South American work culture also values familial and personal relationships. Learn to be ok with a lack of punctuality. Because South Americans are warm and friendly, it is important to develop personal relationships with them. Get to know your employees as individuals. Ask them about their family and country. Additionally, you will make a better impression on South American individuals if you avoid dressing overly casual or frumpy for meetings. With a large, bilingual, and relatively young workforce, South American Countries such as Argentina and Peru are optimal places to recruit remote team members.
One European country to highlight is the United Kingdom. While there is a strong work ethic in the UK, there is also a social and relaxed work culture. It is common for team members to spend time with one another outside of work. Communication tends to be less formal than in other parts of the world, including with superiors. It is understood in the UK that offering constructive criticism is not meant to be offensive. You may also need to accustom yourself to a slightly cynical and sarcastic sense of humor when communicating with these employees.
The Middle East
In the Middle East, work culture tends to be warm, personal, and conservative. Begin conversations by asking about family and health. Finally, watch your non-verbal cues. Maintaining eye contact conveys honesty, shaking your head is communicating a lack of understanding, and loud speaking indicates passion or excitement. Many Middle Eastern professionals adopt a philosophy to work to exhaustion—every single weekday.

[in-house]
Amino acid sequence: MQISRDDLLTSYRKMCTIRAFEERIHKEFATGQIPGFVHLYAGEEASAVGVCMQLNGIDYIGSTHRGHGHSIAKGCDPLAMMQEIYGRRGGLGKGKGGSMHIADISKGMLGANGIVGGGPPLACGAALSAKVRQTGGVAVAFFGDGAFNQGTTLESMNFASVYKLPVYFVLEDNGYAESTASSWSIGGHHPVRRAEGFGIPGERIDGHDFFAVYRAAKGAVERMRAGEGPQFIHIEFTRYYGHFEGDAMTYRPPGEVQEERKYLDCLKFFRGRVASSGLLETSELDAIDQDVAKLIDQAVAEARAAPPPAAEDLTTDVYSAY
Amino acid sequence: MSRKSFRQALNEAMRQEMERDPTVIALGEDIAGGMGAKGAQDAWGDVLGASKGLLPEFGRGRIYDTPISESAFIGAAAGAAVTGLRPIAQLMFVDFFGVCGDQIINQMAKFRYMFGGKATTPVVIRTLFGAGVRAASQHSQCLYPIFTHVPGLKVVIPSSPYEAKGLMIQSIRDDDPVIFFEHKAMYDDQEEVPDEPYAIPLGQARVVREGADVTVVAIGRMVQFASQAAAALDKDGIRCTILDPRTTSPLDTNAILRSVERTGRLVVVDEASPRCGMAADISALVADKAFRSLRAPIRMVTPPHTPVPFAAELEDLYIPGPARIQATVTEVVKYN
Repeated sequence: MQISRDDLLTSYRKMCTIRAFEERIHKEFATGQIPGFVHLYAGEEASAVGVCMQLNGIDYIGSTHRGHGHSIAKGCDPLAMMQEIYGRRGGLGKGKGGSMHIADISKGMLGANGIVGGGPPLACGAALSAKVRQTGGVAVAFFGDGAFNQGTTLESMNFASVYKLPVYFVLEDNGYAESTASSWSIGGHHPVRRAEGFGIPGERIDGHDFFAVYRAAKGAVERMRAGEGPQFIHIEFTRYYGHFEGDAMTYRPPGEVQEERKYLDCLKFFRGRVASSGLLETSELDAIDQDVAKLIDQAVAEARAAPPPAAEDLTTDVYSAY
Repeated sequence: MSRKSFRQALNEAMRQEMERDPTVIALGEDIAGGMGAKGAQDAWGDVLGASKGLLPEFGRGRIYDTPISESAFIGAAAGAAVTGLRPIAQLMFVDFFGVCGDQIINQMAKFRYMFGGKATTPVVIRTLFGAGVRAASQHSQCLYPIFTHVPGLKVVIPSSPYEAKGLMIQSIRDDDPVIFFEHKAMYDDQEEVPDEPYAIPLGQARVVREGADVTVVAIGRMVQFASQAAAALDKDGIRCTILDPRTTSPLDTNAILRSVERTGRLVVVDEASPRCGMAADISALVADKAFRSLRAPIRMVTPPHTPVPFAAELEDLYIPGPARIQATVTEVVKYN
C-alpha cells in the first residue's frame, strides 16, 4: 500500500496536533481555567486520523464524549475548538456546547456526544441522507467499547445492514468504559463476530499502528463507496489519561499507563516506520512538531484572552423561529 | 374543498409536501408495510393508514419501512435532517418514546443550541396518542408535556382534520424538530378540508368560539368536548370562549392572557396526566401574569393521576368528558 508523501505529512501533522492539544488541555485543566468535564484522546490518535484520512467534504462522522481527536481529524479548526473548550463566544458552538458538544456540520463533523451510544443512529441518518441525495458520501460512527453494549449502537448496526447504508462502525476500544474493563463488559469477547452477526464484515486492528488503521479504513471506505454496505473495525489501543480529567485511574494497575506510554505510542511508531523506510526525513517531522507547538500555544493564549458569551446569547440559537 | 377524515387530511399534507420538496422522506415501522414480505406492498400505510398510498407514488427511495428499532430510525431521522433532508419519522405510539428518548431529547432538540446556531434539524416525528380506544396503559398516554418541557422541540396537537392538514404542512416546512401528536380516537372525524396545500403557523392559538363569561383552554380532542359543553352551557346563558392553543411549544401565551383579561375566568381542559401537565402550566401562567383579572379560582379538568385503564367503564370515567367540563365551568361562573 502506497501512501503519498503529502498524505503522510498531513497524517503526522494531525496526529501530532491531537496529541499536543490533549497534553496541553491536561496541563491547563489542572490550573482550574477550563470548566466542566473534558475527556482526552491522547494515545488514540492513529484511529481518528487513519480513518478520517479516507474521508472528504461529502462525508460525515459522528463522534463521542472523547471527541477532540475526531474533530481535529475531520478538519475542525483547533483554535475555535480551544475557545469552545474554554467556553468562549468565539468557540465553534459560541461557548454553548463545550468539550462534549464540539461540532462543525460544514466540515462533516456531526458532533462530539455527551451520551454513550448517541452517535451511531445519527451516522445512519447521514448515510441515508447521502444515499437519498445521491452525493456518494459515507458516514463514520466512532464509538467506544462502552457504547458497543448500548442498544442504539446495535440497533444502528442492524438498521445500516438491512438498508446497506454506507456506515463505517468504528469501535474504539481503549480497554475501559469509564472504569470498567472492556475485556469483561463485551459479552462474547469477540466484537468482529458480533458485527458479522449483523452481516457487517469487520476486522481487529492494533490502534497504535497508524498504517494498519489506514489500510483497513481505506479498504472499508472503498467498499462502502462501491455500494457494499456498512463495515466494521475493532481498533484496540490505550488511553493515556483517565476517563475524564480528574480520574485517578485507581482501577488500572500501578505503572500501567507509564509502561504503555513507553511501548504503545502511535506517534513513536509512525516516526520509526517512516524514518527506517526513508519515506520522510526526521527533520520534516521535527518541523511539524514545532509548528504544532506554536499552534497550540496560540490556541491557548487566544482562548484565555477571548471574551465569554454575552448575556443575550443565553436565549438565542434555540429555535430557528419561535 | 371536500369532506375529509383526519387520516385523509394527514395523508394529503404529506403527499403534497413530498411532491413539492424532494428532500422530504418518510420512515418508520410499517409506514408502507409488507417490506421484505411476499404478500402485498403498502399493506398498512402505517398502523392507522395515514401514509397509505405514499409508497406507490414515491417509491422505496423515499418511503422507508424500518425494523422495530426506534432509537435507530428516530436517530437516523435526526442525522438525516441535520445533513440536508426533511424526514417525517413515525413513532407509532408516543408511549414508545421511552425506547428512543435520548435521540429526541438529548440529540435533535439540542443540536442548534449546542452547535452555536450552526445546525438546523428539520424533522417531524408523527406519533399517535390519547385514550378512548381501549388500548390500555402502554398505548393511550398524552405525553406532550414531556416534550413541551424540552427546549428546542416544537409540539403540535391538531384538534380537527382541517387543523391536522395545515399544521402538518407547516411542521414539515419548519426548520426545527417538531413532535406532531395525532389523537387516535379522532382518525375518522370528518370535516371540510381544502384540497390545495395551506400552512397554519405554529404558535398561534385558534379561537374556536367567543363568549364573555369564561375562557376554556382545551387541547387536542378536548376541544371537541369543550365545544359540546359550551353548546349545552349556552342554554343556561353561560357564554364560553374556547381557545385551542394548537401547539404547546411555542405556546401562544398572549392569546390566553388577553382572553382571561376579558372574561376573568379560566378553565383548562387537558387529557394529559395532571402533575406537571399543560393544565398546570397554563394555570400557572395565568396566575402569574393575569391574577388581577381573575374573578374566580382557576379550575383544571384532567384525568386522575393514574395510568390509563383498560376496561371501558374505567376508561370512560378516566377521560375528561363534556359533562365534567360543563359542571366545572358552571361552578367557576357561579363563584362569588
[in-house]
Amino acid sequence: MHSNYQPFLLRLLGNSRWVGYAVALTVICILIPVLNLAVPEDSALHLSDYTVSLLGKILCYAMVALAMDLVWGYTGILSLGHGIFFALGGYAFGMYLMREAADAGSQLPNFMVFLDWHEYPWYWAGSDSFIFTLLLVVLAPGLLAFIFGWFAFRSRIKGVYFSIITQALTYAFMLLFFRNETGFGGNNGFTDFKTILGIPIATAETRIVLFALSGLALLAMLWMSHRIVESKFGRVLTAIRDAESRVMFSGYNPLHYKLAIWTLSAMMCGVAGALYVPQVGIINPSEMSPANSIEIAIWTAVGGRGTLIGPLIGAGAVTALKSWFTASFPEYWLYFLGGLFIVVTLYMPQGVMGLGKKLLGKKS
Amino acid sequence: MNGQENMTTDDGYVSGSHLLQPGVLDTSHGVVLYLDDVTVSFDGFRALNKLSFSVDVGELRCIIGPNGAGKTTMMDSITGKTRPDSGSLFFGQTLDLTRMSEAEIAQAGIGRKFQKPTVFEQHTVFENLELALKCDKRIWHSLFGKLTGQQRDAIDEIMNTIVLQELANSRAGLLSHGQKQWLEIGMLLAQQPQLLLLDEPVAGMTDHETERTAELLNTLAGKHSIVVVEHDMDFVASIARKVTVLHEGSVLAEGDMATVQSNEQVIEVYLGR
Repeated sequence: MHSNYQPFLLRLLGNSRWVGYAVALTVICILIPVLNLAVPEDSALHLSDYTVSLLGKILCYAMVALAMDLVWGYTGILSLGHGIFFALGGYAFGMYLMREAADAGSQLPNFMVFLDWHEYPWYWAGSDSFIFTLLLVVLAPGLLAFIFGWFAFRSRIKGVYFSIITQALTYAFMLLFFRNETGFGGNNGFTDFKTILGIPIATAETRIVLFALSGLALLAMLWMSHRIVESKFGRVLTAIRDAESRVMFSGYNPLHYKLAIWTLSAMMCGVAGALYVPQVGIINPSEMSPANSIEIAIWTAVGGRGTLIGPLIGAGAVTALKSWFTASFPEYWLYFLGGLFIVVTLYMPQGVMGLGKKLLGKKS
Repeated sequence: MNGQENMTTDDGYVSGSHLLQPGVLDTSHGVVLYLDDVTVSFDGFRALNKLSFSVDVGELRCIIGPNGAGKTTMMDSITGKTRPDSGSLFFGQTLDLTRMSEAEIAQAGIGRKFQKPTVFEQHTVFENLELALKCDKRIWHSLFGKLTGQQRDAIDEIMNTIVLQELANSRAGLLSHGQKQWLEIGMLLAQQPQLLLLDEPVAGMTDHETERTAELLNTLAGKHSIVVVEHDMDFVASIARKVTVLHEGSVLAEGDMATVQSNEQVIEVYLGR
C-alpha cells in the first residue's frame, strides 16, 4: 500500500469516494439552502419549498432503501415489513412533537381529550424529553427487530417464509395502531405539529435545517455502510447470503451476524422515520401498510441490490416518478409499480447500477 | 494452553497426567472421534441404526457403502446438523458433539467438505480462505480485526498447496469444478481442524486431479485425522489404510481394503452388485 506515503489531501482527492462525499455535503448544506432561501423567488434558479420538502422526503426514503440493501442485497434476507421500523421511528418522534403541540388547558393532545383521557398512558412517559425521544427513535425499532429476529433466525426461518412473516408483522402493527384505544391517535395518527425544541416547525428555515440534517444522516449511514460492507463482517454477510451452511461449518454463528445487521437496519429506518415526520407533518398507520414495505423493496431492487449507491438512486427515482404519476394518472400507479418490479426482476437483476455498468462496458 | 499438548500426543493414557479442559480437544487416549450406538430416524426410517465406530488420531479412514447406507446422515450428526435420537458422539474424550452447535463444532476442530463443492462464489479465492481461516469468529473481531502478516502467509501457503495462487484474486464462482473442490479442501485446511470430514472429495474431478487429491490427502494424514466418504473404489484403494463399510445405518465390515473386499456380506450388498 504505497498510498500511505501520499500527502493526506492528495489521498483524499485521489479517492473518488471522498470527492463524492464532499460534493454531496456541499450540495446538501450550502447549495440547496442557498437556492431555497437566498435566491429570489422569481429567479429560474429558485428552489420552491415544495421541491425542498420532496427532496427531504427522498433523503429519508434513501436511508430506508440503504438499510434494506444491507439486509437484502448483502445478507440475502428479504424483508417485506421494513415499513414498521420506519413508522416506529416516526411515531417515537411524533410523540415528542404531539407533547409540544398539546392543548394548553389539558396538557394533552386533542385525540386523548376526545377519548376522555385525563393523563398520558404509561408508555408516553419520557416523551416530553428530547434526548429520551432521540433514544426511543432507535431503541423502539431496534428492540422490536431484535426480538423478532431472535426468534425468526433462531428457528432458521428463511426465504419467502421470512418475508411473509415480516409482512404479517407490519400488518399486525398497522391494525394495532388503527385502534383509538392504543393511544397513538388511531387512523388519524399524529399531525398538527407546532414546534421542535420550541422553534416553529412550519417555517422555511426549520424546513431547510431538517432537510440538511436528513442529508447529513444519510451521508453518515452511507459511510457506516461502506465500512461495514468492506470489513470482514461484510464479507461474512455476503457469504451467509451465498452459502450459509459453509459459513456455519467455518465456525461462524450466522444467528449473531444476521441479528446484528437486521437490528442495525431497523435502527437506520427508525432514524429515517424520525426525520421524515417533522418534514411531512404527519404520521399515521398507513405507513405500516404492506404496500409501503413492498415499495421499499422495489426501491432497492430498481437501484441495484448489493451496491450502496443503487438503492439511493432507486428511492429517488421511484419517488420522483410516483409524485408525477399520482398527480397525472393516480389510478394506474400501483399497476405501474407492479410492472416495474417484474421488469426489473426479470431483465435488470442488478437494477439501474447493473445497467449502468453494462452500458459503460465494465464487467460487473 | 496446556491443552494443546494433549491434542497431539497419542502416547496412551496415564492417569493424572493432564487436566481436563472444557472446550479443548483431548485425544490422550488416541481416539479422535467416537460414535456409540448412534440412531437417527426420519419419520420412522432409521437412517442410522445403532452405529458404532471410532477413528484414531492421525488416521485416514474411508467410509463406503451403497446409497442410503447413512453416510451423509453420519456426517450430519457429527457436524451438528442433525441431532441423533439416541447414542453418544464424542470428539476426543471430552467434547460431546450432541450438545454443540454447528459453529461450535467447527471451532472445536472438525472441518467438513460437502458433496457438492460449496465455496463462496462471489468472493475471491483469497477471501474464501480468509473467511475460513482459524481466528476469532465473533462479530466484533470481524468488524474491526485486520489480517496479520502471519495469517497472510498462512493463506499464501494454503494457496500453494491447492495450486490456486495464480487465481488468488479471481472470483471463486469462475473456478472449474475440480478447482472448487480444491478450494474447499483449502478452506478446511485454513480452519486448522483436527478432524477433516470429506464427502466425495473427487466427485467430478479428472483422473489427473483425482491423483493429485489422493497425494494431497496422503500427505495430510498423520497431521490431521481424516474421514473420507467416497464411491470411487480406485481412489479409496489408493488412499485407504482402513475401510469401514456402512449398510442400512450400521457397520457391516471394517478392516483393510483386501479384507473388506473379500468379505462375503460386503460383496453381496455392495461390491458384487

Asian countries such as India and Pakistan are common areas to recruit remote team members. Collaborative and competitive, Asian individuals are hard workers. It is important to know that workplaces here are hierarchal by both age and position. It is normal for Indian professionals to feel uncomfortable speaking frankly with their superiors. This means that critical conversations with your employees should be sensitive to how the criticism or feedback might be perceived. Encourage but don’t force a direct mode of communicating.
One area of East Asia that is particularly suited to international outsourcing is the Philippines. The Philippines recognizes English as an official National language, there is a massive, young, highly qualified talent pool, proficiency in technology is high, and Filipinos are very familiar with Western culture. Filipinos are also hardworking and adaptable, commonly staying late or arriving early to work. You should strive to form close personal relationships with your Filipino employees and be willing to engage in small talk. Finally, it is difficult in Philippine society to say no. This means that you will need to pay extra attention to non-verbal cues and refrain from being overly pushy.
If you have yet to expand your team globally, it might be time to do so. There is no better time than now, and there are few initiatives that will grow and streamline your business like outsourcing internationally.